Volume 8, Issue 3 (12-2017)                   ejgcst 2017, 8(3): 41-50 | Back to browse issues page


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Ghaemi A A, Salimi M H, Tabarzad A. Interactive effects of Fishery’s wastewater and crop residue interaction on yield and water use efficiency of cherry tomatoes under dripirrigation in greenhouse . ejgcst. 2017; 8 (3) :41-50
URL: http://ejgcst.iut.ac.ir/article-1-1011-en.html
Water Eng. Dept., College of Agric. Shiraz Univ., Shiraz, Iran
Abstract:   (1066 Views)
Scarcity of conventional water resources and high volume of wastewaters have increased the important role of crop residues to reduce evaporation from soil surface and optimal use of water, especially in greenhouse cultivation. In the present research, the impact of crop residues and fishery’s wastewater on yield, qualitative characteristics and water productivity of cherry tomato was studied. The experiment was carried out with two main treatments (tap water (from a well), w0, and fishery’s wastewater, w1) and four levels of crop residues (0, 5.5, 11 and 16.5 gram crop residue per kg of soil, as M1, M2, M3 and M4, respectively) based on a split-plot design with four replications, in Research Greenhouse of College of Agriculture, Shiraz University. Results showed that fishery’s wastewater increased the yield of cherry tomato more than well water. But application of crop residues in both wastewater and well water treatments increased the yield up to a certain level (11 gram per kg soil), and in 16.5 gram crop residues per kg soil (treatment M4) decreased the yield and evapotranspiration. Fishery’s wastewater did not have any harmful effect on fruit quality. Results also showed that water productivity of wastewater treatment, at all levels of crop residues, was more than well-water treatment. Maximum and minimum fruit yields (0.732 and 0.32 kg per plant) were obtained in W1M3 and W0M4 treatments, respectively. Maximum and minimum amount of net consumptive water use (434 and 348 liters) were obtained in W0M1 and W1M4 treatments, respectively.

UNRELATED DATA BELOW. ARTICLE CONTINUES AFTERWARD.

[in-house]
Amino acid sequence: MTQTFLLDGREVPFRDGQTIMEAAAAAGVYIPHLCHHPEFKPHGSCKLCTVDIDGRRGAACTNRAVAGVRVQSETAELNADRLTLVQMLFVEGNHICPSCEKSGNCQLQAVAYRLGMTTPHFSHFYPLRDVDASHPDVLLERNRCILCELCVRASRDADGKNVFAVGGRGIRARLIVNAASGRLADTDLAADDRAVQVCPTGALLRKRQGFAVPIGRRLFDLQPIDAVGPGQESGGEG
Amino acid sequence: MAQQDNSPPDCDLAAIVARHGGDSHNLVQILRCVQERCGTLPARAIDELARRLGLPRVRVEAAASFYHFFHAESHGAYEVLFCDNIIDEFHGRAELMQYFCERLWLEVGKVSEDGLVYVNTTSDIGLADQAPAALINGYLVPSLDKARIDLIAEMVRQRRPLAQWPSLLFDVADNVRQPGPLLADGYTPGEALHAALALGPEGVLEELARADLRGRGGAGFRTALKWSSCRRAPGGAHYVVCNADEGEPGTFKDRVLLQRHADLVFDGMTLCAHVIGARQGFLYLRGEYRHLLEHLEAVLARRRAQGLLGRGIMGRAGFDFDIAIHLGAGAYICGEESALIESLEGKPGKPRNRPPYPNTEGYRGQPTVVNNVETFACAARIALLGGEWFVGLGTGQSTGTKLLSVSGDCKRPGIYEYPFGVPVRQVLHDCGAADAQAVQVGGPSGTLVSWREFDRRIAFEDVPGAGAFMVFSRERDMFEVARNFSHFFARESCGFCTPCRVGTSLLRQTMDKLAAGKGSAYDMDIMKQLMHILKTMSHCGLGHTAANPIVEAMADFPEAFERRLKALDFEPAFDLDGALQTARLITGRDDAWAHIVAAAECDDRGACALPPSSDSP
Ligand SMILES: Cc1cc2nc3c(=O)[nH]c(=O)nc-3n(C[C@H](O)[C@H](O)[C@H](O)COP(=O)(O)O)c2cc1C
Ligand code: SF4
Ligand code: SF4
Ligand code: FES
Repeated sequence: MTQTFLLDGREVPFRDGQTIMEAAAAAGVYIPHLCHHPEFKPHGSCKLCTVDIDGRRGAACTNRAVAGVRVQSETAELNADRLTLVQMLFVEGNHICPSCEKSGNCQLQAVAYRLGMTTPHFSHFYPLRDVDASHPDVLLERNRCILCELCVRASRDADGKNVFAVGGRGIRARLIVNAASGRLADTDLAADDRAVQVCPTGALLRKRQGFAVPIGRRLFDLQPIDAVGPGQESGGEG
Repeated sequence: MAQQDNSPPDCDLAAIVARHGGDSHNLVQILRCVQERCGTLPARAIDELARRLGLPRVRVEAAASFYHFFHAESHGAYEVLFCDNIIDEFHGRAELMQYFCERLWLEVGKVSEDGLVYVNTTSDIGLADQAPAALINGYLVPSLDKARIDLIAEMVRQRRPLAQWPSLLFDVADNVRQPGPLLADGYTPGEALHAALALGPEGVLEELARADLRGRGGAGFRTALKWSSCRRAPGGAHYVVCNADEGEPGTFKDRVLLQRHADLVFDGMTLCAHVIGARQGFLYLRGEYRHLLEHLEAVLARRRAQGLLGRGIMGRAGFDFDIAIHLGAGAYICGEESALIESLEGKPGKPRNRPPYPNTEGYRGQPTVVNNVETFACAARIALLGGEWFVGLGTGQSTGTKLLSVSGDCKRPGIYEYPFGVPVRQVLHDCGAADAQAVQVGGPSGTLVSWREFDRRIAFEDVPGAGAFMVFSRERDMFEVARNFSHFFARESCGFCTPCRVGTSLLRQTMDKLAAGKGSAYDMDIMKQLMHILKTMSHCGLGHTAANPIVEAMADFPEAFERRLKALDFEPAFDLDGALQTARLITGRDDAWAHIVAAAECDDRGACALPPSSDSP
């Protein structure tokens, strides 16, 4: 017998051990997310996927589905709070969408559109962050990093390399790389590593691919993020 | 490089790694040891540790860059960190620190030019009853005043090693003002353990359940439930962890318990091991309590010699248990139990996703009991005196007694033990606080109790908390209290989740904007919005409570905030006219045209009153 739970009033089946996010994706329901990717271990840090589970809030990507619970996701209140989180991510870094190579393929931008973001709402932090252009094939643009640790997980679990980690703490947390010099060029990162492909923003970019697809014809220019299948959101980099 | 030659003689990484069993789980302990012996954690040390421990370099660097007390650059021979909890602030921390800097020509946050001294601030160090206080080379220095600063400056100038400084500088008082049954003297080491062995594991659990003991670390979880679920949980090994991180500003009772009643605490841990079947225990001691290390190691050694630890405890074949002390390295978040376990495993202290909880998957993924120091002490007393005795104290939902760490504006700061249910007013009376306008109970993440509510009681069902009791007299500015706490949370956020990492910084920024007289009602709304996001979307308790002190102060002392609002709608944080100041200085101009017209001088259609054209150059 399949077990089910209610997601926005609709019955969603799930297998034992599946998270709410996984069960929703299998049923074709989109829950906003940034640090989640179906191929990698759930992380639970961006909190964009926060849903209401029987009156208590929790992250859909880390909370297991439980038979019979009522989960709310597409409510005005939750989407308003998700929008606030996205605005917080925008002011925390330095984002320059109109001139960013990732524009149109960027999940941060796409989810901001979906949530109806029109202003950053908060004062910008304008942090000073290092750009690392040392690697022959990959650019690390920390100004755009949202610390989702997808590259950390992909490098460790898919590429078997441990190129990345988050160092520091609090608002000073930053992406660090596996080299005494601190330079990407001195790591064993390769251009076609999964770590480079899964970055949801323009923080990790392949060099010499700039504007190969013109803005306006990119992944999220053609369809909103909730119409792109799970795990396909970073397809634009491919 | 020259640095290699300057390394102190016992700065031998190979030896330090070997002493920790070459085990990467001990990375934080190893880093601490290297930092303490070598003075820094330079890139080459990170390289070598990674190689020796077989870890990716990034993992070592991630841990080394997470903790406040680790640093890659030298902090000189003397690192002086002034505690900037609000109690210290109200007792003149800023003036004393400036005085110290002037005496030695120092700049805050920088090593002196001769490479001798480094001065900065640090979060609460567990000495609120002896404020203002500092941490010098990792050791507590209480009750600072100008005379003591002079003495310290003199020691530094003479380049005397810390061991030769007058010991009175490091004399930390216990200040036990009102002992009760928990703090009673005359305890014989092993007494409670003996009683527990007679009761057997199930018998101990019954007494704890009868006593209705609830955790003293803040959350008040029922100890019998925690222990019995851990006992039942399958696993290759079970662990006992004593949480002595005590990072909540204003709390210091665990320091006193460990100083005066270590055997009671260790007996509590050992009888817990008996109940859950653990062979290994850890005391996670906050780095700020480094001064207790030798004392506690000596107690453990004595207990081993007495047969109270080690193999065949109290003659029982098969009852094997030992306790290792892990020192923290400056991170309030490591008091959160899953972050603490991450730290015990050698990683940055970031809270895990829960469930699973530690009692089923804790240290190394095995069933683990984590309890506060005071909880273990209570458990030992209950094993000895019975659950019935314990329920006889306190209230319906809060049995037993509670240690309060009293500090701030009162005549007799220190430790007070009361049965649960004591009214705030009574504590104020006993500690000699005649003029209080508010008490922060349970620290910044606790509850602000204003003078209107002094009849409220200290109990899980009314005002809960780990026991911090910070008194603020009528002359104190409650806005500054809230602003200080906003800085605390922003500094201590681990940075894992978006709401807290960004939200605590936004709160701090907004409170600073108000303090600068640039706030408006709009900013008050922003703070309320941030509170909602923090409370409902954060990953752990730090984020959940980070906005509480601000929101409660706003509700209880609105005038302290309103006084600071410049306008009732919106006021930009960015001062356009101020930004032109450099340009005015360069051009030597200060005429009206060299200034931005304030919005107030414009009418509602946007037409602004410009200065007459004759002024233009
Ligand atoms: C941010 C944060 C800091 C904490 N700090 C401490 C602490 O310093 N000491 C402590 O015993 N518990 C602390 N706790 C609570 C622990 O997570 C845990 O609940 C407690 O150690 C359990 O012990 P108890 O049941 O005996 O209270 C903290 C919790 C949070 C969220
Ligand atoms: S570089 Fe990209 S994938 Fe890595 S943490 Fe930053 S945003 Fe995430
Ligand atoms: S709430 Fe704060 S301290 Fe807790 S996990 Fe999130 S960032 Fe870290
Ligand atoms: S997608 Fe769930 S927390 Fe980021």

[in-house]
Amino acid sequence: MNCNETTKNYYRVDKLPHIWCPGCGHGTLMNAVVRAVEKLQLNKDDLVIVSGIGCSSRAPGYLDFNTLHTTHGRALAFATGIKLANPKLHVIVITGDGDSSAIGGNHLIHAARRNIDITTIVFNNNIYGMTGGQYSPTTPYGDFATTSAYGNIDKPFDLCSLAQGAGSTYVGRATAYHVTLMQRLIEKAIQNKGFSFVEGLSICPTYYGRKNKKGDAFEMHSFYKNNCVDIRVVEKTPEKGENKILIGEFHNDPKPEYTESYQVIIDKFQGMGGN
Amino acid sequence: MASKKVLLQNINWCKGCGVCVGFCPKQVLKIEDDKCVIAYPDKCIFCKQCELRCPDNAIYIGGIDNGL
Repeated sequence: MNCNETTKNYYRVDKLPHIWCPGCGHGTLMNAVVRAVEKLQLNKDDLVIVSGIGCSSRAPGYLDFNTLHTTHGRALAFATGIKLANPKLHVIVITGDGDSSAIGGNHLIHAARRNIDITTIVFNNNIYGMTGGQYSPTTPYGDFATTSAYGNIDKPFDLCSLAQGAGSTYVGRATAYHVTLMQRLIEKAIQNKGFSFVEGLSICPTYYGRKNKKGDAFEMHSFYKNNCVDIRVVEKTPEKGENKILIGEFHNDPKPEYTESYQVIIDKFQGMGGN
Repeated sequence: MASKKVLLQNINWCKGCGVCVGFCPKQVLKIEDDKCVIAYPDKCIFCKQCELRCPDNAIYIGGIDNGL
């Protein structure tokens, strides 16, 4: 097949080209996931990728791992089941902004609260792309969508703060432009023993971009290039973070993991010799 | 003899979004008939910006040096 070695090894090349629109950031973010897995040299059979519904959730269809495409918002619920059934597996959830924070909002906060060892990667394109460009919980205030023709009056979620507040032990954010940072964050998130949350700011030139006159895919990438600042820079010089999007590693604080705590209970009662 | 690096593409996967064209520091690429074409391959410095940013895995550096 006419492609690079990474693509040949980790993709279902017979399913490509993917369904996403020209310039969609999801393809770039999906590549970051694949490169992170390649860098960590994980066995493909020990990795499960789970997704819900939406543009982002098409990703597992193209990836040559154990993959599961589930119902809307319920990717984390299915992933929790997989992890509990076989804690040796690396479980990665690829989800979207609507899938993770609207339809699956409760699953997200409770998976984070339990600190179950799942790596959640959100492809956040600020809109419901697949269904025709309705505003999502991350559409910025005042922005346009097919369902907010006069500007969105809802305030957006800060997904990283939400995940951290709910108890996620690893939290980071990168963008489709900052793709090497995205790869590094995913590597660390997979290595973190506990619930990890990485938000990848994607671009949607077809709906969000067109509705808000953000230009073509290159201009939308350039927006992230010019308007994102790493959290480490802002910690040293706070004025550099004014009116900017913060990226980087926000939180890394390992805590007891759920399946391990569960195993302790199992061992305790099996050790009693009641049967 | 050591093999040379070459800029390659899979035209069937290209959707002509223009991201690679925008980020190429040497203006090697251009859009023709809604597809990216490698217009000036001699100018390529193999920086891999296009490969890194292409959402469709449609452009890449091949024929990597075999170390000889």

Full-Text [PDF 29 kb]   (344 Downloads)    
Type of Study: Research | Subject: Water Use Management
Received: 2015/10/5 | Accepted: 2016/10/1 | Published: 2017/12/3

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